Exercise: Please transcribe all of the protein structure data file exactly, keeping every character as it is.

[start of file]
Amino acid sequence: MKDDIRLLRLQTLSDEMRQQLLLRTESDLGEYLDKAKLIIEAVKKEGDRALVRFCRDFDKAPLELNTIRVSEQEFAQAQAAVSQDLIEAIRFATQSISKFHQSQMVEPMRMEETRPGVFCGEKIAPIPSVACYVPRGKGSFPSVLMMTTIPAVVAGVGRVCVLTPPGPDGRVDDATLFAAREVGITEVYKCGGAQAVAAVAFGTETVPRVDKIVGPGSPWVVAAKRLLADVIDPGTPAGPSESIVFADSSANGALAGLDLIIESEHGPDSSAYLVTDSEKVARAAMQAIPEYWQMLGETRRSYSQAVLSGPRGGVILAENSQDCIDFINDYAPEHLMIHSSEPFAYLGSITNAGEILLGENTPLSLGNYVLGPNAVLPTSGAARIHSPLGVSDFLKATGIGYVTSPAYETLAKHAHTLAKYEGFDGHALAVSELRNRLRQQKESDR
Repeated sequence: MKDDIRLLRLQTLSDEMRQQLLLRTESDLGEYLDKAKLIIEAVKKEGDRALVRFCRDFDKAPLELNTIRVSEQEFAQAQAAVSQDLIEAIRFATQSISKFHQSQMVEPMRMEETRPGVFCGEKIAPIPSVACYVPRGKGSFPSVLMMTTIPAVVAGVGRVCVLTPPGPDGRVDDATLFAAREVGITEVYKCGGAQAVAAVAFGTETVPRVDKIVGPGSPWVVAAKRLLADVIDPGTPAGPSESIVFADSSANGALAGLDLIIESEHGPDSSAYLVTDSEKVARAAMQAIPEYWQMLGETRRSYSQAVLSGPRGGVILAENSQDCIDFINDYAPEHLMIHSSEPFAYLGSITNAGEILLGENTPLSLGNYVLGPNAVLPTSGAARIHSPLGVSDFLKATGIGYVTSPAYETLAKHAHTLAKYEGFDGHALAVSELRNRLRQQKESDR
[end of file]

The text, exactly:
Amino acid sequence: MKDDIRLLRLQTLSDEMRQQLLLRTESDLGEYLDKAKLIIEAVKKEGDRALVRFCRDFDKAPLELNTIRVSEQEFAQAQAAVSQDLIEAIRFATQSISKFHQSQMVEPMRMEETRPGVFCGEKIAPIPSVACYVPRGKGSFPSVLMMTTIPAVVAGVGRVCVLTPPGPDGRVDDATLFAAREVGITEVYKCGGAQAVAAVAFGTETVPRVDKIVGPGSPWVVAAKRLLADVIDPGTPAGPSESIVFADSSANGALAGLDLIIESEHGPDSSAYLVTDSEKVARAAMQAIPEYWQMLGETRRSYSQAVLSGPRGGVILAENSQDCIDFINDYAPEHLMIHSSEPFAYLGSITNAGEILLGENTPLSLGNYVLGPNAVLPTSGAARIHSPLGVSDFLKATGIGYVTSPAYETLAKHAHTLAKYEGFDGHALAVSELRNRLRQQKESDR
Repeated sequence: MKDDIRLLRLQTLSDEMRQQLLLRTESDLGEYLDKAKLIIEAVKKEGDRALVRFCRDFDKAPLELNTIRVSEQEFAQAQAAVSQDLIEAIRFATQSISKFHQSQMVEPMRMEETRPGVFCGEKIAPIPSVACYVPRGKGSFPSVLMMTTIPAVVAGVGRVCVLTPPGPDGRVDDATLFAAREVGITEVYKCGGAQAVAAVAFGTETVPRVDKIVGPGSPWVVAAKRLLADVIDPGTPAGPSESIVFADSSANGALAGLDLIIESEHGPDSSAYLVTDSEKVARAAMQAIPEYWQMLGETRRSYSQAVLSGPRGGVILAENSQDCIDFINDYAPEHLMIHSSEPFAYLGSITNAGEILLGENTPLSLGNYVLGPNAVLPTSGAARIHSPLGVSDFLKATGIGYVTSPAYETLAKHAHTLAKYEGFDGHALAVSELRNRLRQQKESDR